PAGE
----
The Studio, Festival Theatre, Edinburgh
Bird of Paradise Theatre’s production of The Tin Soldier is an object lesson in the art of storytelling. It’s thoughtful and vibrant and beautifully done.
Jack (Robert Softley Gale) and his friends live in The Place. Based on the Internats, where non-ambulant disabled children were ‘dumped’ in Soviet Russia, The Place is cold, inhospitable and under-staffed. Left to their own devices, the children forge strong ties, creating their own family units. And, central to this bonding process, is the sharing and telling of stories.
The appeal of The Tin Soldier is obvious: the loyal, steadfast toy is one of very few positive depictions of a disabled character in children’s fiction. He might not have a happy ending, but he’s undoubtedly the hero of the tale: dogged, determined, loving and loveable.
But the real beauty of this piece is all in the telling. The multi-media, multi-format approach is beguiling: the story is told simultaneously through spoken word, sign language, subtitles, music and animation. If that sounds chaotic, it’s not. It’s all perfectly choreographed, each form complementing the next, adding subtle layers of meaning and complexity. Caroline Parker, as the aptly-named Dancer, is especially mesmerising, signing the songs centre-stage; it’s visually stunning, even though I don’t know sign language.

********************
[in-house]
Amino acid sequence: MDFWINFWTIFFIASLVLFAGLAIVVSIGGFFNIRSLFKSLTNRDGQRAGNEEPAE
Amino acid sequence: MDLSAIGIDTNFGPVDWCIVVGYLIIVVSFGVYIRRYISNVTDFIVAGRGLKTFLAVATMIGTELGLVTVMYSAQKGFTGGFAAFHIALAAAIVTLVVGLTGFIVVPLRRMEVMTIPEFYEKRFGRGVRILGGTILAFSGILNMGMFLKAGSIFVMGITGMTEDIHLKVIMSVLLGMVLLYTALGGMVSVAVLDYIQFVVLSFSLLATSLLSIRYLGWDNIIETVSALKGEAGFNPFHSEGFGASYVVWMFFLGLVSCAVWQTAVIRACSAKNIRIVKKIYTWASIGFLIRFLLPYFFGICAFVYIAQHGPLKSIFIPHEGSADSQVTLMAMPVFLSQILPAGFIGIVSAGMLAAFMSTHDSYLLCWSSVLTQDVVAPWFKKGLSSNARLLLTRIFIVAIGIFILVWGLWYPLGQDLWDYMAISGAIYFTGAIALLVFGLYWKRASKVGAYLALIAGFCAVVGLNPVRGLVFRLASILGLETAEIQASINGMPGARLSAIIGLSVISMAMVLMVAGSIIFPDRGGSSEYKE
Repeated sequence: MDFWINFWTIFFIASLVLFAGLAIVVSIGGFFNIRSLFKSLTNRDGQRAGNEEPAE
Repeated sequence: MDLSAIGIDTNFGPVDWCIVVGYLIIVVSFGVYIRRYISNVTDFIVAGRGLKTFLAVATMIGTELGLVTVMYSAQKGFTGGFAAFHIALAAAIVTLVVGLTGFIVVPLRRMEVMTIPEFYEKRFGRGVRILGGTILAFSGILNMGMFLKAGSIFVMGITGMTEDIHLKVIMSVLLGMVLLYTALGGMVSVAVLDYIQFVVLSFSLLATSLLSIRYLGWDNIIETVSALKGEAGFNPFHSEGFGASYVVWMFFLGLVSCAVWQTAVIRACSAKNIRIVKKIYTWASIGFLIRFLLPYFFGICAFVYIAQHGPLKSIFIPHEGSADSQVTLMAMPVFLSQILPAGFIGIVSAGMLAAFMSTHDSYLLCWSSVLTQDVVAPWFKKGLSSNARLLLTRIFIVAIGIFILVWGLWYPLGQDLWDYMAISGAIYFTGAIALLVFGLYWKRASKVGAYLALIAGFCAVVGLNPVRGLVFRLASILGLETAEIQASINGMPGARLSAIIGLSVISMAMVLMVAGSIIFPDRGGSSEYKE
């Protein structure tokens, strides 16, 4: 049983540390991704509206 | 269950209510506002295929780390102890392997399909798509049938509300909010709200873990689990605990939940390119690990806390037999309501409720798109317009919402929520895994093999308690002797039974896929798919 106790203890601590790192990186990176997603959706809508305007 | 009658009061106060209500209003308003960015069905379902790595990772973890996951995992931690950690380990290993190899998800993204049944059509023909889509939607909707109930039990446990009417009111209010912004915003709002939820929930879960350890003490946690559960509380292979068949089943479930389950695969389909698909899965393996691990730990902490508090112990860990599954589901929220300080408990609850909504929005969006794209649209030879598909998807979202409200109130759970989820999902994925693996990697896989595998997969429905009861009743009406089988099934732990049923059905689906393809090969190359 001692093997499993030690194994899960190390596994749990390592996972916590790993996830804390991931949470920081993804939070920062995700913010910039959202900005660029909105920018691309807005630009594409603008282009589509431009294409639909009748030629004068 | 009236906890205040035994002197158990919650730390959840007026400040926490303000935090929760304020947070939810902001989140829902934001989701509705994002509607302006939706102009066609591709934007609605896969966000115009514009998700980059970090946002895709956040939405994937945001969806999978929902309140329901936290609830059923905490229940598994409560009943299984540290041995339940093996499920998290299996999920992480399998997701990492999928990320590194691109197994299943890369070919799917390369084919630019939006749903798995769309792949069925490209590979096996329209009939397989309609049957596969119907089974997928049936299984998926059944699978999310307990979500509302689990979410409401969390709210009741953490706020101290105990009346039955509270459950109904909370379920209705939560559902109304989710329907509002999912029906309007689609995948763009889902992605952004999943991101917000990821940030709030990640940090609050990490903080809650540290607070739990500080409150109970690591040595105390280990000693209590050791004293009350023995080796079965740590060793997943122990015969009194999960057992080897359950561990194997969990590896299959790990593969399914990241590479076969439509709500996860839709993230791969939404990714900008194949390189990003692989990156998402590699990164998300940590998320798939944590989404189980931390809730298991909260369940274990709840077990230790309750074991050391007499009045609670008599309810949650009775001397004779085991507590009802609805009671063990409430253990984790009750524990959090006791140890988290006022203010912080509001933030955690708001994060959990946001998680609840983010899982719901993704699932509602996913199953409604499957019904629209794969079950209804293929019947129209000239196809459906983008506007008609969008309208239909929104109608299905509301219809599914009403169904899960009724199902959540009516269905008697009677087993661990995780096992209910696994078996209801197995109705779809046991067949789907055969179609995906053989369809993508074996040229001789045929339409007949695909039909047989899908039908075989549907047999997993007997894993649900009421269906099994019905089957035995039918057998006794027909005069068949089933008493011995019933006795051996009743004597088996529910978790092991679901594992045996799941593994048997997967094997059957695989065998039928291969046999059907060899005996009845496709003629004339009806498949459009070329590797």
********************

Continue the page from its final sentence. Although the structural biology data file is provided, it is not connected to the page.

Bird of Paradise’s artistic vision is of “a culture where disabled artists are recognised for the excellence of their work” – and Softley Gale, Parker and Joseph Brown (Kipper) certainly merit accolades for these performances.
The music is provided by Novasound, aka Audrey Tait and Lauren Gilmour. It’s lovely: Gilmour’s voice has a plaintive quality that really suits the tale.
The Tin Soldier is playing until the 23rd December, so if you’re looking for a festive family show that goes beyond the obvious, then why not take a look at this? You won’t be disappointed.